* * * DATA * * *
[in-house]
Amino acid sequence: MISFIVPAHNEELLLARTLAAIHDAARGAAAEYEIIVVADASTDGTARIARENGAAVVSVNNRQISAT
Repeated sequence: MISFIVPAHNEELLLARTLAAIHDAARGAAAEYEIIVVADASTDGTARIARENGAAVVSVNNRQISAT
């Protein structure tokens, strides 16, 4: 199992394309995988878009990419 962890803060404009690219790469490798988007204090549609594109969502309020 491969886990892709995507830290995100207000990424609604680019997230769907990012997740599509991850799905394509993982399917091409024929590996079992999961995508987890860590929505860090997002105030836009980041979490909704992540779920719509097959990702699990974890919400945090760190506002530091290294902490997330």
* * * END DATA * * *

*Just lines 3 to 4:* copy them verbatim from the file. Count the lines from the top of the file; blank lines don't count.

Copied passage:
Repeated sequence: MISFIVPAHNEELLLARTLAAIHDAARGAAAEYEIIVVADASTDGTARIARENGAAVVSVNNRQISAT
């Protein structure tokens, strides 16, 4: 199992394309995988878009990419 962890803060404009690219790469490798988007204090549609594109969502309020 491969886990892709995507830290995100207000990424609604680019997230769907990012997740599509991850799905394509993982399917091409024929590996079992999961995508987890860590929505860090997002105030836009980041979490909704992540779920719509097959990702699990974890919400945090760190506002530091290294902490997330």